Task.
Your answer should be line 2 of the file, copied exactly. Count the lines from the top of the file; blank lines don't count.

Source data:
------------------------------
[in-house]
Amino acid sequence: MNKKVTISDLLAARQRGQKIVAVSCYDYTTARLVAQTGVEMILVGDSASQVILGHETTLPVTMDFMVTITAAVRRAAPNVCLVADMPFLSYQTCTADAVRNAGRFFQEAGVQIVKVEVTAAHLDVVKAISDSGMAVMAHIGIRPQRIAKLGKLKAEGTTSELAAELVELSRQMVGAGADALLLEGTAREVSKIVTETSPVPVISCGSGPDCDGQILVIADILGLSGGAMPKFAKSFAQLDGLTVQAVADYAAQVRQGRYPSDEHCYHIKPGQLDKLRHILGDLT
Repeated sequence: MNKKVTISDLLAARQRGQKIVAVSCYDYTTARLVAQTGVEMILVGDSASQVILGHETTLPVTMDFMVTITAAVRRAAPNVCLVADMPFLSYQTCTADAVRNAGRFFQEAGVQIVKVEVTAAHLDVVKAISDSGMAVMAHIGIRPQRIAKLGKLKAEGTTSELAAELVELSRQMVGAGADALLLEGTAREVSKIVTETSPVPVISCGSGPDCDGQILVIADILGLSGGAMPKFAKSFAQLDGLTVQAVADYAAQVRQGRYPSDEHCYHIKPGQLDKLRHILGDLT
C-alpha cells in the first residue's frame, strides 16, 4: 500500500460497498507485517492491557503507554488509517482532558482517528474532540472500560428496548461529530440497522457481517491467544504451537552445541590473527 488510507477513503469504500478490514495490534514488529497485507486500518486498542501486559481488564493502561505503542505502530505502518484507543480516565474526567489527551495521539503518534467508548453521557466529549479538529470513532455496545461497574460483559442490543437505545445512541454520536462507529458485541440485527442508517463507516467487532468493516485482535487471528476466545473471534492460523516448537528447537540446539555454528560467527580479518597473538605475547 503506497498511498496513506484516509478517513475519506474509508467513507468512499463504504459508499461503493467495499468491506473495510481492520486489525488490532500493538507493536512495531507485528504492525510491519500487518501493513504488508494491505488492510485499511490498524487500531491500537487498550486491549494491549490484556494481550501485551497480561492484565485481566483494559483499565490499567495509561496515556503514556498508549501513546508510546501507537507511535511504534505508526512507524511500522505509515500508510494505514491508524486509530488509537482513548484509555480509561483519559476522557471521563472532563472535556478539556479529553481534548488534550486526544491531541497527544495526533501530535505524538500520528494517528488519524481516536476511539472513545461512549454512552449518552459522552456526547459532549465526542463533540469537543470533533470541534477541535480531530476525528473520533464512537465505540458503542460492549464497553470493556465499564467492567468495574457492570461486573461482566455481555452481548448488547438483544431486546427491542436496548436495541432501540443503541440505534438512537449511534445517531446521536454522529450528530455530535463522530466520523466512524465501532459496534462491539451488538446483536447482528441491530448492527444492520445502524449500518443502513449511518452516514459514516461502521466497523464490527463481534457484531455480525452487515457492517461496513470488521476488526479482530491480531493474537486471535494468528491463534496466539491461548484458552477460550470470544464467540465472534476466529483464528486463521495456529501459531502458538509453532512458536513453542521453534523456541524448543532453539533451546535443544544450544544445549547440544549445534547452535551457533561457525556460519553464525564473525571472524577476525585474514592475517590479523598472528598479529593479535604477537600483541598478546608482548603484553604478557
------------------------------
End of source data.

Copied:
Amino acid sequence: MNKKVTISDLLAARQRGQKIVAVSCYDYTTARLVAQTGVEMILVGDSASQVILGHETTLPVTMDFMVTITAAVRRAAPNVCLVADMPFLSYQTCTADAVRNAGRFFQEAGVQIVKVEVTAAHLDVVKAISDSGMAVMAHIGIRPQRIAKLGKLKAEGTTSELAAELVELSRQMVGAGADALLLEGTAREVSKIVTETSPVPVISCGSGPDCDGQILVIADILGLSGGAMPKFAKSFAQLDGLTVQAVADYAAQVRQGRYPSDEHCYHIKPGQLDKLRHILGDLT